What does a typical day look like?

Doing just what I’m doing now.  Typing into a laptop.  Research, analysis, creating content.

Do you have employees, contractors, or outsourced help? Tell us a bit about your company structure, however big or small.

I only use contracted help.  Most is for content creation such as video editing, website development, and online listings.

Is there a trend in your industry that particularly excites you right now?

Google changes the game 6 times a year making me indispensible to any small business who wants to stay highly ranked.

Tell our community about one of the biggest business challenges you’ve faced and how you overcame it?

In 1993, my manufacturing business was hit with a major product problem that was costing us huge sums of money and lost reputation.  I had never used an engineer.  I put out an ad, then used the exact manufacturing problem I was facing as the test question for all applicants.  I hired the one with the best solution.  He fixed it, and the problem never came back.

Could you share a funny story or something quirky about your work?

I never wanted to have a boss again.  That’s why I ran my own companies.  Now, in my favorite company ever, I have 21 bosses.

What motivates you – being your own boss, making a lot of money, helping others, or some other reason?

It has always been about filling needs.  I just see needs, and ideas come.  Then I really enjoy helping others to success.  That’s why I write and speak.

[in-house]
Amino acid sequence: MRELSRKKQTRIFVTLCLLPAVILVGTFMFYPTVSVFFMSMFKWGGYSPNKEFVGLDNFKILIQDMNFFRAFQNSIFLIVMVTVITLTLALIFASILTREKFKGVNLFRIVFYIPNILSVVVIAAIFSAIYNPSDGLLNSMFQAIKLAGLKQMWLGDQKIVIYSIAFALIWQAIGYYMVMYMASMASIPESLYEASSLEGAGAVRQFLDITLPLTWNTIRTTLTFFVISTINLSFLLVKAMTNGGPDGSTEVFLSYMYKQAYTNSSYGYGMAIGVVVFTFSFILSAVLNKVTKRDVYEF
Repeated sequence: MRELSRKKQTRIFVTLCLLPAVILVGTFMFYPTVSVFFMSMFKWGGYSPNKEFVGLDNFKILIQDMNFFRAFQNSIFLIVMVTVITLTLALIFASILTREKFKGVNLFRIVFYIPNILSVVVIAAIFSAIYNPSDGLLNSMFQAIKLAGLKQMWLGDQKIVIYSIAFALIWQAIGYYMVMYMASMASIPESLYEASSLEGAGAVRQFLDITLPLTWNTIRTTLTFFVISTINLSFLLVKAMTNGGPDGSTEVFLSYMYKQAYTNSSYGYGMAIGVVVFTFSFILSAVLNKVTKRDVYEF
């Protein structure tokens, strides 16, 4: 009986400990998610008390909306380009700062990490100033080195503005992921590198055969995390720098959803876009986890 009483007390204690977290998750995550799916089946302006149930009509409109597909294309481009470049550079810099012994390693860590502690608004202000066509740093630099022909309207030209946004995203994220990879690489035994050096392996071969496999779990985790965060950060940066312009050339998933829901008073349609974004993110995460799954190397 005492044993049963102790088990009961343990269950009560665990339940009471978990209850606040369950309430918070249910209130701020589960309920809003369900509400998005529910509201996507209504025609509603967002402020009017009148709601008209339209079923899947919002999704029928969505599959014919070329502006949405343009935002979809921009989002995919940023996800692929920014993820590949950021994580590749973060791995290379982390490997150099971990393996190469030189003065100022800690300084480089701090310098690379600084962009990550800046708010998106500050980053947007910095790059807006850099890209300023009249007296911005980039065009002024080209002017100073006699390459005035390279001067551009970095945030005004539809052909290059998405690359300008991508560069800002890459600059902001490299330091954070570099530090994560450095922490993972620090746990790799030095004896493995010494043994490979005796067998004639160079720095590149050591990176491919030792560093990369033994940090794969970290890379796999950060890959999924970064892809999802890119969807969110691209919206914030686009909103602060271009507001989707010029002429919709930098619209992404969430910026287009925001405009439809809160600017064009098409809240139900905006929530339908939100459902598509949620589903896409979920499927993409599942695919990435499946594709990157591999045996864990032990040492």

What frustrates you? How do you deal with it?

Bosses that don’t listen to what they pay me to tell them.  Sometimes I fire them.

What makes you laugh?

25 year-old progressives who think they know more about what is good for me than I do, but who have no interest in the advice of years of education and experience that folks like me can provide them.

How do you maintain your/your employees’ morale when things are not going so great?

An over-the-top optimism.  I earned an optimist of the decade award when I was a part of the Optimist International Organization.

Entrepreneurs tend to work a lot of hours on their ideas. How do you keep yourself balanced?

No time to think about being balanced.  I raised 4 kids, active in church, write books, date my wife, take tons of vacations.  Just prioritize the important things, I guess.

When you need guidance, where do you find it? Who do go to? Feel free to name more than one source.

Quality Christian friends.  I am a member of  Fellowship of Companies for Christ International.  Also books, primarily with a Christian world view.  Tons of online material, including webinars.

What was your greatest success in this business?

I was hired by a 99 year old company that had been in the same family for all those years.  They were on the verge of extinction due to a big business mistake they had made.  5 years later their sales are higher than ever and the owner has money in the bank.

What do you hope others say behind your back?

Randy is a solid Christian man.

Are you willing to be a mentor to others who might want to reach out to you for guidance?  If yes, how would you like to be contacted?

I do a small amount of mentoring.   Through my email is fine.